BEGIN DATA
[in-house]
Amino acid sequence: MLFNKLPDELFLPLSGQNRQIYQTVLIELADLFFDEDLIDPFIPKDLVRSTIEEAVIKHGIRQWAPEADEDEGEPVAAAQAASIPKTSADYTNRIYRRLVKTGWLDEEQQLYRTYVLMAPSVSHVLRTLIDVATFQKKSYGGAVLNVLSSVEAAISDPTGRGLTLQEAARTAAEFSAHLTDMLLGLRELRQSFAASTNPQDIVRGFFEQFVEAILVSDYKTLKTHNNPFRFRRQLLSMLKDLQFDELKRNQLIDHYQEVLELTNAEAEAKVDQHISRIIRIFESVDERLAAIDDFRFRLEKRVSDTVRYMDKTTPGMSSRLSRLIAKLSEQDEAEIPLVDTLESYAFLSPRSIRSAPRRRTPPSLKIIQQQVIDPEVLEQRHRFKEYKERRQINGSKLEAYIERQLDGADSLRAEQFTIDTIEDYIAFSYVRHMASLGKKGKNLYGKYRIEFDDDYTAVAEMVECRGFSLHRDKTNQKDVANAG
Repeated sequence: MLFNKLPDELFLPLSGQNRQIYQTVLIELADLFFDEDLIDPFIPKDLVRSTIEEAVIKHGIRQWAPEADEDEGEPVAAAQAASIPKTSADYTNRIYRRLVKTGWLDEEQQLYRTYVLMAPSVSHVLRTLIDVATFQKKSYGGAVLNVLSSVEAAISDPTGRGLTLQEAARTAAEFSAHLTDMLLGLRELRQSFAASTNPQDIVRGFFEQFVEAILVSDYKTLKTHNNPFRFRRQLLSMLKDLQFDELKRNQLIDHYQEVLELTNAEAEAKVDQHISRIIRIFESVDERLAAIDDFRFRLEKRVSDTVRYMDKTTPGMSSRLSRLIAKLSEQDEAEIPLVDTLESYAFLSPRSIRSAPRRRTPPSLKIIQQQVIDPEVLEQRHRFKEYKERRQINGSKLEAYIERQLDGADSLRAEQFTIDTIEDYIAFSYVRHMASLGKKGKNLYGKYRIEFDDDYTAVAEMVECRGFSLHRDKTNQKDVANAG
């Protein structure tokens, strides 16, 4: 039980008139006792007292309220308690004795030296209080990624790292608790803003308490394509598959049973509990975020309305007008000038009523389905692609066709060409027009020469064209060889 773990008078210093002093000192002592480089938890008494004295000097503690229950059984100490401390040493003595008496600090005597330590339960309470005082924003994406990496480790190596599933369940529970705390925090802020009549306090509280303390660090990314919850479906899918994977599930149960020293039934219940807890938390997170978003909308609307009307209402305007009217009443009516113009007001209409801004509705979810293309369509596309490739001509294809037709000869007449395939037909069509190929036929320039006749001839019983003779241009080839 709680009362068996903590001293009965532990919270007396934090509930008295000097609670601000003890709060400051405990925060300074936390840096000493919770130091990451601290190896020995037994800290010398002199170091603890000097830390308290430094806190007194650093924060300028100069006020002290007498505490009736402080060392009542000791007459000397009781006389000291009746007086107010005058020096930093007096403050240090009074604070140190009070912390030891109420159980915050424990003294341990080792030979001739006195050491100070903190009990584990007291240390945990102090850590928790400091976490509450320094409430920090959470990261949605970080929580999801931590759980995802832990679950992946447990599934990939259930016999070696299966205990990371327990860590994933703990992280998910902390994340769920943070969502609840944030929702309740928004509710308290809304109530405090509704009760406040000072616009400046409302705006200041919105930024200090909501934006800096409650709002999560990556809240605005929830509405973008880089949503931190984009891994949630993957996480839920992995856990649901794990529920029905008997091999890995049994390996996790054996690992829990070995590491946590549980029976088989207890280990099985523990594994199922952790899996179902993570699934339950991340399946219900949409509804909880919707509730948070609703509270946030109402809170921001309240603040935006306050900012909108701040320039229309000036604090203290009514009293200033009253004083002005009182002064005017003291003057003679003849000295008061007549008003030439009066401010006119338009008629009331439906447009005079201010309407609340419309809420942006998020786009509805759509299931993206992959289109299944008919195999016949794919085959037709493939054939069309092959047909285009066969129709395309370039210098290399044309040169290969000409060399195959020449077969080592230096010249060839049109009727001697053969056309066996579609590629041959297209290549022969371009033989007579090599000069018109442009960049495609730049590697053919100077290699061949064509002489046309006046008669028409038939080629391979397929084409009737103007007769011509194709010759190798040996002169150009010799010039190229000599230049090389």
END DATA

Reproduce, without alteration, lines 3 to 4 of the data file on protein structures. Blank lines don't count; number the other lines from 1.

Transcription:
Repeated sequence: MLFNKLPDELFLPLSGQNRQIYQTVLIELADLFFDEDLIDPFIPKDLVRSTIEEAVIKHGIRQWAPEADEDEGEPVAAAQAASIPKTSADYTNRIYRRLVKTGWLDEEQQLYRTYVLMAPSVSHVLRTLIDVATFQKKSYGGAVLNVLSSVEAAISDPTGRGLTLQEAARTAAEFSAHLTDMLLGLRELRQSFAASTNPQDIVRGFFEQFVEAILVSDYKTLKTHNNPFRFRRQLLSMLKDLQFDELKRNQLIDHYQEVLELTNAEAEAKVDQHISRIIRIFESVDERLAAIDDFRFRLEKRVSDTVRYMDKTTPGMSSRLSRLIAKLSEQDEAEIPLVDTLESYAFLSPRSIRSAPRRRTPPSLKIIQQQVIDPEVLEQRHRFKEYKERRQINGSKLEAYIERQLDGADSLRAEQFTIDTIEDYIAFSYVRHMASLGKKGKNLYGKYRIEFDDDYTAVAEMVECRGFSLHRDKTNQKDVANAG
């Protein structure tokens, strides 16, 4: 039980008139006792007292309220308690004795030296209080990624790292608790803003308490394509598959049973509990975020309305007008000038009523389905692609066709060409027009020469064209060889 773990008078210093002093000192002592480089938890008494004295000097503690229950059984100490401390040493003595008496600090005597330590339960309470005082924003994406990496480790190596599933369940529970705390925090802020009549306090509280303390660090990314919850479906899918994977599930149960020293039934219940807890938390997170978003909308609307009307209402305007009217009443009516113009007001209409801004509705979810293309369509596309490739001509294809037709000869007449395939037909069509190929036929320039006749001839019983003779241009080839 709680009362068996903590001293009965532990919270007396934090509930008295000097609670601000003890709060400051405990925060300074936390840096000493919770130091990451601290190896020995037994800290010398002199170091603890000097830390308290430094806190007194650093924060300028100069006020002290007498505490009736402080060392009542000791007459000397009781006389000291009746007086107010005058020096930093007096403050240090009074604070140190009070912390030891109420159980915050424990003294341990080792030979001739006195050491100070903190009990584990007291240390945990102090850590928790400091976490509450320094409430920090959470990261949605970080929580999801931590759980995802832990679950992946447990599934990939259930016999070696299966205990990371327990860590994933703990992280998910902390994340769920943070969502609840944030929702309740928004509710308290809304109530405090509704009760406040000072616009400046409302705006200041919105930024200090909501934006800096409650709002999560990556809240605005929830509405973008880089949503931190984009891994949630993957996480839920992995856990649901794990529920029905008997091999890995049994390996996790054996690992829990070995590491946590549980029976088989207890280990099985523990594994199922952790899996179902993570699934339950991340399946219900949409509804909880919707509730948070609703509270946030109402809170921001309240603040935006306050900012909108701040320039229309000036604090203290009514009293200033009253004083002005009182002064005017003291003057003679003849000295008061007549008003030439009066401010006119338009008629009331439906447009005079201010309407609340419309809420942006998020786009509805759509299931993206992959289109299944008919195999016949794919085959037709493939054939069309092959047909285009066969129709395309370039210098290399044309040169290969000409060399195959020449077969080592230096010249060839049109009727001697053969056309066996579609590629041959297209290549022969371009033989007579090599000069018109442009960049495609730049590697053919100077290699061949064509002489046309006046008669028409038939080629391979397929084409009737103007007769011509194709010759190798040996002169150009010799010039190229000599230049090389």